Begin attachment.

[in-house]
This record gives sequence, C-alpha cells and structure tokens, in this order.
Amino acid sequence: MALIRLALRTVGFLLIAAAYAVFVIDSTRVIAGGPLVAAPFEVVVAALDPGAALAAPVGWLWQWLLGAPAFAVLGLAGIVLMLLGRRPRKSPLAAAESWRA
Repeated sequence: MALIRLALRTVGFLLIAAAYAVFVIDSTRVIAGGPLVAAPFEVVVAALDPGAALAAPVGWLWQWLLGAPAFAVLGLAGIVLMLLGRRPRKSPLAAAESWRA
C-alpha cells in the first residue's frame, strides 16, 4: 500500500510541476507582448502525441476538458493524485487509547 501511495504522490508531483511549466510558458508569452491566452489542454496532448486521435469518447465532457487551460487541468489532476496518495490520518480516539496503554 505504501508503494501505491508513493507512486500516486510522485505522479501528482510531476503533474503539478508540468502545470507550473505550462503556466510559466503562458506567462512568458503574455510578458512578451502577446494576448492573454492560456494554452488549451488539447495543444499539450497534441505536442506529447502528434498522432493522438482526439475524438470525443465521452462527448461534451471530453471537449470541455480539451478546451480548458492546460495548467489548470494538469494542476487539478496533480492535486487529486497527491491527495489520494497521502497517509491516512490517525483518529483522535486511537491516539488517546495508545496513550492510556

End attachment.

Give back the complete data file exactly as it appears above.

[in-house]
This record gives sequence, C-alpha cells and structure tokens, in this order.
Amino acid sequence: MALIRLALRTVGFLLIAAAYAVFVIDSTRVIAGGPLVAAPFEVVVAALDPGAALAAPVGWLWQWLLGAPAFAVLGLAGIVLMLLGRRPRKSPLAAAESWRA
Repeated sequence: MALIRLALRTVGFLLIAAAYAVFVIDSTRVIAGGPLVAAPFEVVVAALDPGAALAAPVGWLWQWLLGAPAFAVLGLAGIVLMLLGRRPRKSPLAAAESWRA
C-alpha cells in the first residue's frame, strides 16, 4: 500500500510541476507582448502525441476538458493524485487509547 501511495504522490508531483511549466510558458508569452491566452489542454496532448486521435469518447465532457487551460487541468489532476496518495490520518480516539496503554 505504501508503494501505491508513493507512486500516486510522485505522479501528482510531476503533474503539478508540468502545470507550473505550462503556466510559466503562458506567462512568458503574455510578458512578451502577446494576448492573454492560456494554452488549451488539447495543444499539450497534441505536442506529447502528434498522432493522438482526439475524438470525443465521452462527448461534451471530453471537449470541455480539451478546451480548458492546460495548467489548470494538469494542476487539478496533480492535486487529486497527491491527495489520494497521502497517509491516512490517525483518529483522535486511537491516539488517546495508545496513550492510556